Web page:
Next, begin assembly. You could start any way you want, but I started by laying two corner posts on the ground and attaching a long 8 foot side to them. Make sure to line everything up correctly. We attached the first board as if it were the bottom board in the raised bed, leaving 4 inches to the right of the board for the anchor. Just like this ->

Raised Bed Construction 1

Raised Bed Construction 1

Do this for both sides. This will use up two of your three 8 foot long planks of wood and just over half of your 4 inch X 4 inch board.

Make sure that you pre-drill your holes with your drill bit! Your wood will split if you do not do this and you will end up having problems down the road including the boards rotting quicker and ultimately falling apart.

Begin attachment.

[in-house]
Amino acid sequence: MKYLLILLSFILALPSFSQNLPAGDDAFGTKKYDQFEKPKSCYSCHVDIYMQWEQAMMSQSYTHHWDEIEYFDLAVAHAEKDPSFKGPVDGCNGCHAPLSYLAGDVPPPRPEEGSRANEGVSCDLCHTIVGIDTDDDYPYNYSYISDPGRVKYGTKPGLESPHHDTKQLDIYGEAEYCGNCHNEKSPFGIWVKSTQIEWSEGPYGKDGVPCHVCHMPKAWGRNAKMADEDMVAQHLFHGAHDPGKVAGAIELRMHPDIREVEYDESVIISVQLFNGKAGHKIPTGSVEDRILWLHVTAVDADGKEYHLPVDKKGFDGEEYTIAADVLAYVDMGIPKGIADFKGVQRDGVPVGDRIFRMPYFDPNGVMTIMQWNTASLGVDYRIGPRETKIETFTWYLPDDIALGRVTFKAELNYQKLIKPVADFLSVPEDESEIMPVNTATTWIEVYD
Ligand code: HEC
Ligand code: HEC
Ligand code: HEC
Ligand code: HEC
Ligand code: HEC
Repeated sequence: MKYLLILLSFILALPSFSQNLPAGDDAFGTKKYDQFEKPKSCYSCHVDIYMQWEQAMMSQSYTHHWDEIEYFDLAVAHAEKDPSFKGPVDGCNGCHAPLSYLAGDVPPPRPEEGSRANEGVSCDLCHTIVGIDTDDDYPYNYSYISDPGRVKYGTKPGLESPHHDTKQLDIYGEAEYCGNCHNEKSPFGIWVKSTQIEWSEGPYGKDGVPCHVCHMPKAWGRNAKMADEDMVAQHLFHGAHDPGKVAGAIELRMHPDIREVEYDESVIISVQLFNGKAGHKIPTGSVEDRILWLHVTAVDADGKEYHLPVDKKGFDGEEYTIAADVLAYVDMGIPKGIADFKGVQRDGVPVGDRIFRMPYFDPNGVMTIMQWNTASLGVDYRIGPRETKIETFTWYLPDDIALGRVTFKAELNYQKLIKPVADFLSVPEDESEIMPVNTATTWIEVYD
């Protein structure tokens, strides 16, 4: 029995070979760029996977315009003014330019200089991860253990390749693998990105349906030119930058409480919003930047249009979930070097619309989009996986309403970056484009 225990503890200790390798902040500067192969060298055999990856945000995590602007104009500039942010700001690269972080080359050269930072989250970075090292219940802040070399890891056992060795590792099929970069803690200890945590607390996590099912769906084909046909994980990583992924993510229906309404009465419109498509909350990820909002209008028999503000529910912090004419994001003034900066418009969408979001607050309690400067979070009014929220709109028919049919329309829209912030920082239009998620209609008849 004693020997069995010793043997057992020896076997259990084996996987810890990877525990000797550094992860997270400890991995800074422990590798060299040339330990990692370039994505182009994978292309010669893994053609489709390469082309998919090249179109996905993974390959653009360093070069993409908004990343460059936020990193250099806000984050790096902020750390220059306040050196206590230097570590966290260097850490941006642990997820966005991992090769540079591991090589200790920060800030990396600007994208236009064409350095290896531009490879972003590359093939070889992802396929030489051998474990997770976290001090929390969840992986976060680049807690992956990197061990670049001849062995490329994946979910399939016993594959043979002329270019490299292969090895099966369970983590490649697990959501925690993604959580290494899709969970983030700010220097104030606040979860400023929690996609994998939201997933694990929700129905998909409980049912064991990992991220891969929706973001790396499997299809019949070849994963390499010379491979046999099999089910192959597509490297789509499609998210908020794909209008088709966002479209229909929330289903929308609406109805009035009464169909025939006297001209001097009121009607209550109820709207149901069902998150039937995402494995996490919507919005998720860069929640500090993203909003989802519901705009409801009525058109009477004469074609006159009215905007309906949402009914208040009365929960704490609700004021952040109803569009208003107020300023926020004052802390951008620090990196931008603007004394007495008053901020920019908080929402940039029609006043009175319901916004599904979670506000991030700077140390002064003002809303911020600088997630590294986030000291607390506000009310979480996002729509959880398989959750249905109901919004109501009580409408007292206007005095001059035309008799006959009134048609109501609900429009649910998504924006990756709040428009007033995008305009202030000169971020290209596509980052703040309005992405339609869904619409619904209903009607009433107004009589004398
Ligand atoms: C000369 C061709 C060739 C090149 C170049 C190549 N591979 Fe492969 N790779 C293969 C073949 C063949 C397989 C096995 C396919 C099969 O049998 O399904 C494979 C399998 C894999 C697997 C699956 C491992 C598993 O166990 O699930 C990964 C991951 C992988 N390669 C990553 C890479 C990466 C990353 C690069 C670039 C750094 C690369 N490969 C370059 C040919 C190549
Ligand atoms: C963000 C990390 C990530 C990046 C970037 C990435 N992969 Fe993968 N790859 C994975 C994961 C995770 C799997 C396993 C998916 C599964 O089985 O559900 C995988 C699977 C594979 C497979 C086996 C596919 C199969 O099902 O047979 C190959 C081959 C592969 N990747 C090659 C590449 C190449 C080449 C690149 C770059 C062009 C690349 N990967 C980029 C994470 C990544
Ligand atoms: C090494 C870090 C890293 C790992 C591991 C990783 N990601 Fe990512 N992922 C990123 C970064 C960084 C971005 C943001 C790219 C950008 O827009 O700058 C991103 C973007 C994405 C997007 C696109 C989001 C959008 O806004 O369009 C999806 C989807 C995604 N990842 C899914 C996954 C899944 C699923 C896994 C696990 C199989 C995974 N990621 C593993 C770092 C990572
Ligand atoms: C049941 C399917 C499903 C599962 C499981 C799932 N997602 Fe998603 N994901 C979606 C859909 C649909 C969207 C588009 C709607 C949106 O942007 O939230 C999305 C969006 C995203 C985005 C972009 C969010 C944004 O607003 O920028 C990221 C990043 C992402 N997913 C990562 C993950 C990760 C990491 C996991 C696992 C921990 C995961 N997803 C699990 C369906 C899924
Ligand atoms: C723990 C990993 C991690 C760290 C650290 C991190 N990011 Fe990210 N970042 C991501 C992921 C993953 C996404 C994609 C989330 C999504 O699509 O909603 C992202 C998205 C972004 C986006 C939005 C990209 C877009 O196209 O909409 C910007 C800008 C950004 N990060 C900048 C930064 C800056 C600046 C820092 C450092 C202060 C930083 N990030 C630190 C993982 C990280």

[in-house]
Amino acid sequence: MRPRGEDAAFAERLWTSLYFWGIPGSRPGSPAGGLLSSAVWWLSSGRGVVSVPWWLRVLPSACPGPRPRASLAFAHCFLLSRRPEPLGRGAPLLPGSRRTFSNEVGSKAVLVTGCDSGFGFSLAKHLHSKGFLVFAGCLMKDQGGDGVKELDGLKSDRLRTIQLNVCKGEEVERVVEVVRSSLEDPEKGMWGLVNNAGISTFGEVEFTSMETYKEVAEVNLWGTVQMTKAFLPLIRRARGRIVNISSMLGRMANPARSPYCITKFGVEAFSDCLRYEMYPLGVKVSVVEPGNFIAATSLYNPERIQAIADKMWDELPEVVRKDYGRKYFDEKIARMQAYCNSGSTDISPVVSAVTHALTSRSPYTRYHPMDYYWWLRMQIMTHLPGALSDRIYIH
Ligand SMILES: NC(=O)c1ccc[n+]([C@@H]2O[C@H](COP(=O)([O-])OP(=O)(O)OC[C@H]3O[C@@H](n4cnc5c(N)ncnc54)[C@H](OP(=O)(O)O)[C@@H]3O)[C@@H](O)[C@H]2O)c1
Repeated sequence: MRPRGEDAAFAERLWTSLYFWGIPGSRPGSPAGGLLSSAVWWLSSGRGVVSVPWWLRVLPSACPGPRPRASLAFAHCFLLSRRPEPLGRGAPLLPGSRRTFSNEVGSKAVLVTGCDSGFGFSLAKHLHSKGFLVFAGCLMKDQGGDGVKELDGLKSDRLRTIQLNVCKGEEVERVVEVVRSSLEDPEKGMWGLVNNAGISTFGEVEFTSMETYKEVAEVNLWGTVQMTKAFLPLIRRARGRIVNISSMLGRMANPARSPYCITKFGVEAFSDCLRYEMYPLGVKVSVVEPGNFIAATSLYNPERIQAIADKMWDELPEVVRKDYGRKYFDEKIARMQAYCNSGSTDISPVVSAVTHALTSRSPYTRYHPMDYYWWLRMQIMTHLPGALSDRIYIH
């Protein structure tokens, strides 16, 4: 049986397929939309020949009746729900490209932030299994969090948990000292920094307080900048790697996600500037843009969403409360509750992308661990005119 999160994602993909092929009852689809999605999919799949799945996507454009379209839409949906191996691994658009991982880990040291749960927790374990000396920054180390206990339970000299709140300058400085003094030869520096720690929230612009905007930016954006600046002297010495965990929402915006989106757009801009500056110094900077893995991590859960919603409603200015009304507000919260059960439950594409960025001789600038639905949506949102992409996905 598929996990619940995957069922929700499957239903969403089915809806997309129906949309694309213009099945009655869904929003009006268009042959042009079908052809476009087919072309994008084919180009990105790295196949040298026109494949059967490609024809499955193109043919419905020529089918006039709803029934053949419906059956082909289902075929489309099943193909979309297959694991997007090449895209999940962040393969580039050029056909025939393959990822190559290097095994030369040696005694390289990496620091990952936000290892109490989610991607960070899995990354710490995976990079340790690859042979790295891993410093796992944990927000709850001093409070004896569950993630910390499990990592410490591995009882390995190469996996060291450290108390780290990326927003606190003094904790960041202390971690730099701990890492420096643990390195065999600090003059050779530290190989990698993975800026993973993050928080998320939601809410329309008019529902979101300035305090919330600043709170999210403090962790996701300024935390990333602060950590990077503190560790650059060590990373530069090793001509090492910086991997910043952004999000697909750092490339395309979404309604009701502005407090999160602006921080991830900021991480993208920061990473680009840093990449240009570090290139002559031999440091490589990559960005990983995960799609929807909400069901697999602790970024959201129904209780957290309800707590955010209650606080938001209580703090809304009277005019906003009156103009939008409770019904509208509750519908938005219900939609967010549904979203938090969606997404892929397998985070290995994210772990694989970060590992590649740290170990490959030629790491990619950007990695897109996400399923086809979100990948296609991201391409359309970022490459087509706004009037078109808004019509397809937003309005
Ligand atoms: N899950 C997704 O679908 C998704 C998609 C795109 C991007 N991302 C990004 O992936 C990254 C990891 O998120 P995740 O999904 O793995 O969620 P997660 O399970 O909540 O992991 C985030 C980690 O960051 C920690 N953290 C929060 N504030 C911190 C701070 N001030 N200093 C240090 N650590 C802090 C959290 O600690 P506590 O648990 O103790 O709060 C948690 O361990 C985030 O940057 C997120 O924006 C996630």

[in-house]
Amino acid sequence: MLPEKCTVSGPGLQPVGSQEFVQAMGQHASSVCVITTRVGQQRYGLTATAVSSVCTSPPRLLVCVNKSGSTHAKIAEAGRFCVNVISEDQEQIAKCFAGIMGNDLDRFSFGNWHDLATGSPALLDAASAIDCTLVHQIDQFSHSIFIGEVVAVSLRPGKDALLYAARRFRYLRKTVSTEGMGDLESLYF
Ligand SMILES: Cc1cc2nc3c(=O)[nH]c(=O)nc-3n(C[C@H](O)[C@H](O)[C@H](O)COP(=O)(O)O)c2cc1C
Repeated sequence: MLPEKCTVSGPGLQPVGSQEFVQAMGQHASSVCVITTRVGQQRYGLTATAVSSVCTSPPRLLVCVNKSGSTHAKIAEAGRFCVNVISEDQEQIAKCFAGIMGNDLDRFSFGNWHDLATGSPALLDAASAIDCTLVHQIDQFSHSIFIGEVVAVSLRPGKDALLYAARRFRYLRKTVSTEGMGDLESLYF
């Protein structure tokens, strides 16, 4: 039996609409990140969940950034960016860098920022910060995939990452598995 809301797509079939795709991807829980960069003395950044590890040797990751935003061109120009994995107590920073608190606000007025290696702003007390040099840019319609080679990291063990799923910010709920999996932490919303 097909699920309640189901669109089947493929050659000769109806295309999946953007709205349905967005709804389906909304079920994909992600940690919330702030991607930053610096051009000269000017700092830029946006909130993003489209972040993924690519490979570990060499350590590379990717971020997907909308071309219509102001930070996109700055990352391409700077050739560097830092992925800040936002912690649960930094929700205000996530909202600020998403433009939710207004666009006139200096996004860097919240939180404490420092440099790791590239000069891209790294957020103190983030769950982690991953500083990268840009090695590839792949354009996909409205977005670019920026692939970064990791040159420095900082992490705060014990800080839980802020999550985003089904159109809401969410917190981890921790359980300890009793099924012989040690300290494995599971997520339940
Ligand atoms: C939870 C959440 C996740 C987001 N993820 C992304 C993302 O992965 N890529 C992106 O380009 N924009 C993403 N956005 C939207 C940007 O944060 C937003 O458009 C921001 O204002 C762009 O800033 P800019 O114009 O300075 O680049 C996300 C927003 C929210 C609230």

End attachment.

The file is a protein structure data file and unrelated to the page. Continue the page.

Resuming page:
Next, cut your third 8 foot plank in half. These two 4 foot boards will make up the end caps for your raised bed. We found it easiest to lay the 8 foot plank with the attached posts down on the ground like in the picture below. From there, stand the 4 foot plank on end in position so that you can screw it to the post. This makes lining up the planks very easy so that you can get a nice even corner on your bed. Do this on both ends of this first plank, to attach both 4 foot boards. Just take a look ->

Raised Bed Construction 2

Raised Bed Construction 2